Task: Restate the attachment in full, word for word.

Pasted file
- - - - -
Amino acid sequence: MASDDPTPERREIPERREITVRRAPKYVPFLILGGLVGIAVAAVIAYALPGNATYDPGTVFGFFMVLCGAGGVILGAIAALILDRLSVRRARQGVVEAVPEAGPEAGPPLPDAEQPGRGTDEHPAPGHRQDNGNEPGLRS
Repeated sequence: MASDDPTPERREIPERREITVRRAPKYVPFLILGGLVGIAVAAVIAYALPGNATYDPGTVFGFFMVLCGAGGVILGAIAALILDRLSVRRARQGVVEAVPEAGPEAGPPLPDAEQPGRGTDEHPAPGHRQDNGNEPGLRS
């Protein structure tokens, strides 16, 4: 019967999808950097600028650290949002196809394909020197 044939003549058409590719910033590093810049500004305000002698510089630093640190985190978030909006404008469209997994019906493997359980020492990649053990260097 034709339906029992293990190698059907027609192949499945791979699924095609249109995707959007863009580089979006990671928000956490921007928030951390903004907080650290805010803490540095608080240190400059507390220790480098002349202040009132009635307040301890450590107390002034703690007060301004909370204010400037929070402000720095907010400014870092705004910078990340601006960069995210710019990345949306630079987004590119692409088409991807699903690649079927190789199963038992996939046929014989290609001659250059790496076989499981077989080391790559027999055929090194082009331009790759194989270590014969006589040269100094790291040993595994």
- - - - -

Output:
Amino acid sequence: MASDDPTPERREIPERREITVRRAPKYVPFLILGGLVGIAVAAVIAYALPGNATYDPGTVFGFFMVLCGAGGVILGAIAALILDRLSVRRARQGVVEAVPEAGPEAGPPLPDAEQPGRGTDEHPAPGHRQDNGNEPGLRS
Repeated sequence: MASDDPTPERREIPERREITVRRAPKYVPFLILGGLVGIAVAAVIAYALPGNATYDPGTVFGFFMVLCGAGGVILGAIAALILDRLSVRRARQGVVEAVPEAGPEAGPPLPDAEQPGRGTDEHPAPGHRQDNGNEPGLRS
């Protein structure tokens, strides 16, 4: 019967999808950097600028650290949002196809394909020197 044939003549058409590719910033590093810049500004305000002698510089630093640190985190978030909006404008469209997994019906493997359980020492990649053990260097 034709339906029992293990190698059907027609192949499945791979699924095609249109995707959007863009580089979006990671928000956490921007928030951390903004907080650290805010803490540095608080240190400059507390220790480098002349202040009132009635307040301890450590107390002034703690007060301004909370204010400037929070402000720095907010400014870092705004910078990340601006960069995210710019990345949306630079987004590119692409088409991807699903690649079927190789199963038992996939046929014989290609001659250059790496076989499981077989080391790559027999055929090194082009331009790759194989270590014969006589040269100094790291040993595994």